Tricky as it is, data is vital for delivering and improving healthcare. Even talking about it is like opening a can of worms - but that is exactly what we’re going to do.

At the Helix Centre — part of the Institute of Global Health Innovation at Imperial College London — our purpose is finding ways to drive progress in delivering high-quality healthcare for all. To do that, sometimes we have to answer tricky questions. That’s why we welcome you to help us open the can of worms and answer the question…

What are some of the benefits and risks of sharing healthcare data?


Open the can


Alzheimer’s Disease

Cathy’s mum was diagnosed with Alzheimer’s, and her local surgery had adopted an automated telephone system. The system is personalised, allowing patients to book appointments without much hassle, but personal details are needed to authenticate the person calling.

GP Visit

Gav feels rough and completely exhausted. The doctor says there has been a recent flu outbreak where Gav lives and that his symptoms are similar to the others’ who came in. Things get worse. His mate calls 111. Shortly thereafter Gav is in isolation with viral meningitis.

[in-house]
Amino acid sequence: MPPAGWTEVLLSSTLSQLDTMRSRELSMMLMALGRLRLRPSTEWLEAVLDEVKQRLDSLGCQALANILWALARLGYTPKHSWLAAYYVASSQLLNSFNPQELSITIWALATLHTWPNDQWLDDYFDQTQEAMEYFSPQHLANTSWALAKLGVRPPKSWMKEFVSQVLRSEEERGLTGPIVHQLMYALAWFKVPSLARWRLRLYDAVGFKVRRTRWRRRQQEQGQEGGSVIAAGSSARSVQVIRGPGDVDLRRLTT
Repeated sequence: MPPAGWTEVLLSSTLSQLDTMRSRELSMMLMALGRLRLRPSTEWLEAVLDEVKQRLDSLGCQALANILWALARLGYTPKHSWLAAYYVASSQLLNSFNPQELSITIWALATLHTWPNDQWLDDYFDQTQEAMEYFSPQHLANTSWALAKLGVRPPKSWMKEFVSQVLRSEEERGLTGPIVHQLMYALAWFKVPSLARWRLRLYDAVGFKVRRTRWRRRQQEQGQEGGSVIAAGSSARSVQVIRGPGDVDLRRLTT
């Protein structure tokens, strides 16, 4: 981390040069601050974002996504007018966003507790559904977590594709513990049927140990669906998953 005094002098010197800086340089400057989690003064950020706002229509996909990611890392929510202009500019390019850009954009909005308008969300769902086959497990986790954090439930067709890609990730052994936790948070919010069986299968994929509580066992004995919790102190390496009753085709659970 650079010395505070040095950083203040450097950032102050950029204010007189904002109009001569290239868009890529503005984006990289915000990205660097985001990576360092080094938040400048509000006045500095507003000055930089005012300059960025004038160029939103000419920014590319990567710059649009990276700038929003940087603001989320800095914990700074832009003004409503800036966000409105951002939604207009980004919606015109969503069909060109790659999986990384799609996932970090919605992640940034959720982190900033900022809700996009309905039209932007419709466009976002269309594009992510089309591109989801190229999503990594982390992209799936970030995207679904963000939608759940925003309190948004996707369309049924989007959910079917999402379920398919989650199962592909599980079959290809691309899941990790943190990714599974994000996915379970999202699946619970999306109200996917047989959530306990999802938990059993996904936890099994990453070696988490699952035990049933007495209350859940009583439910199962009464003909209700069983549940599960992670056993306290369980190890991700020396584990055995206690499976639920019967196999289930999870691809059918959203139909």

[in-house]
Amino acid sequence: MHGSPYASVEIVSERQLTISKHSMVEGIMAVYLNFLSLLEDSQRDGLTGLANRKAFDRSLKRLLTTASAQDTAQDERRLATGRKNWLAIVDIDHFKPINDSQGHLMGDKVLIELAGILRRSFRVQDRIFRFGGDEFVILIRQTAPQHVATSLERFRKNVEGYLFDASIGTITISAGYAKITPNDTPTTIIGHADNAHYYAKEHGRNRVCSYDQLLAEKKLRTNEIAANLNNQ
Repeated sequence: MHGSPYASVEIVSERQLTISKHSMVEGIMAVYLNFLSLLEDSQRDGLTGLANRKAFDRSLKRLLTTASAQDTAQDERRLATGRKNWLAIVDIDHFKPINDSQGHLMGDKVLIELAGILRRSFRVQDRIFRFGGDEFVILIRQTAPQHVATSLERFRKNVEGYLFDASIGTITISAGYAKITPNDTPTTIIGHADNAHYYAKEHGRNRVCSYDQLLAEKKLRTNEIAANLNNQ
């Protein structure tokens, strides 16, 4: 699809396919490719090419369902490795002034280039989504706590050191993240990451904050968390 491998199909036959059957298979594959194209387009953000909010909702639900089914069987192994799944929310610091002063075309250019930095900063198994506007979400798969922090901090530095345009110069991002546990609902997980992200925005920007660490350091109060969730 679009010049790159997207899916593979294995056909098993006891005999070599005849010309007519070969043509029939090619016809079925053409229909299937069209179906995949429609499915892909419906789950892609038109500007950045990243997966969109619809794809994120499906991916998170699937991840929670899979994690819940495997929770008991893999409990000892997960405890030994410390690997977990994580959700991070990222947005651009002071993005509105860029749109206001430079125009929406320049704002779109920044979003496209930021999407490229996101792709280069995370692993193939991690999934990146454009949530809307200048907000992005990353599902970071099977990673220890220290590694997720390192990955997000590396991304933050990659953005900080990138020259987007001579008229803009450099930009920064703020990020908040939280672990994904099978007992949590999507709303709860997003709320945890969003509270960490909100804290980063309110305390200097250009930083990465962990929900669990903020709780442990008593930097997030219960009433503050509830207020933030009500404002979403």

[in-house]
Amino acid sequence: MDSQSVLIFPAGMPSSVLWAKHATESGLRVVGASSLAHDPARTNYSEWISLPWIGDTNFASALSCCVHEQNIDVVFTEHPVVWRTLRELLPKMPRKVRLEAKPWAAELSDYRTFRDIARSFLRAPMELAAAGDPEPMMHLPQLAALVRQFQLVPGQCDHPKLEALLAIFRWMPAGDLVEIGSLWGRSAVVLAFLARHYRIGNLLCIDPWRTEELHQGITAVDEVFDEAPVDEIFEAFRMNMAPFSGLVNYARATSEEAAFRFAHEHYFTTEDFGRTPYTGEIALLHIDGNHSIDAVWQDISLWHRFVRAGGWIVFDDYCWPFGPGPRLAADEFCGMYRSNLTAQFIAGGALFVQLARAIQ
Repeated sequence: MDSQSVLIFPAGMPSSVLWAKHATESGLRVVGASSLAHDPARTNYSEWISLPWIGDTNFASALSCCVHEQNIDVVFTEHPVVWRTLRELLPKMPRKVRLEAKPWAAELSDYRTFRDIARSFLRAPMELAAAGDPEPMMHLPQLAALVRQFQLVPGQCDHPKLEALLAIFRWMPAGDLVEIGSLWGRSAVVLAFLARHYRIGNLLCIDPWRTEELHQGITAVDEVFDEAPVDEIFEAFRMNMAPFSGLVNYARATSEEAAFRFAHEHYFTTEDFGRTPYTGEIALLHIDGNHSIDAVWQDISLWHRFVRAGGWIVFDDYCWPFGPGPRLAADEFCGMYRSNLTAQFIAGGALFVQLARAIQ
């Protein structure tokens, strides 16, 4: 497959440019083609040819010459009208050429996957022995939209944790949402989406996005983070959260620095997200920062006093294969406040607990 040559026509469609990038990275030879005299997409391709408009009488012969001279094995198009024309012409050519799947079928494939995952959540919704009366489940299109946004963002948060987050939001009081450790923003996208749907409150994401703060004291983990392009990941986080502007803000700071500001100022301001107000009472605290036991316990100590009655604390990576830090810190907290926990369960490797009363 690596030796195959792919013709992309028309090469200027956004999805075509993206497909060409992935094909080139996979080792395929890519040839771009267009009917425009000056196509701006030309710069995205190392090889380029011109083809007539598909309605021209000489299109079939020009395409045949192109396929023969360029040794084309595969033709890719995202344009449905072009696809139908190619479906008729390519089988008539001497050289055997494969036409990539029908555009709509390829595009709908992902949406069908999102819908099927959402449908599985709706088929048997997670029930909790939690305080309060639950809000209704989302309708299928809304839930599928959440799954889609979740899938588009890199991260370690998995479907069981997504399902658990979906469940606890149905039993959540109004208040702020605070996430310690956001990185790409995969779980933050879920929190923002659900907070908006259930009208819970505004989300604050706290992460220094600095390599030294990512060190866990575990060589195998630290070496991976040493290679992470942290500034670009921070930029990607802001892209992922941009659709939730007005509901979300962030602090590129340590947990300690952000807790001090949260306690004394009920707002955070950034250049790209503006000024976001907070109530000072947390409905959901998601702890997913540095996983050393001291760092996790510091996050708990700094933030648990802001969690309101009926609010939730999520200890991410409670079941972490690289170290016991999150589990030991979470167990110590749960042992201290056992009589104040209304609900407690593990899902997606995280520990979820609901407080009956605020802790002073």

What is data?


Data is the facts, numbers and statistics that make up information. Thanks to data, we can check on tomorrow’s weather, but also predict the climate in twenty years.

In healthcare, data is used for everything from individual care to improving diagnoses and our understanding of diseases. Data is used to make treatment effective and help us foresee potential problems. Behind the scenes, data is used to evaluate policy, plan NHS services and keep patient care as safe as possible. Yet data can be a daunting subject. Just talking about data and its potential is like opening a can of worms — complicated, messy and often surprising.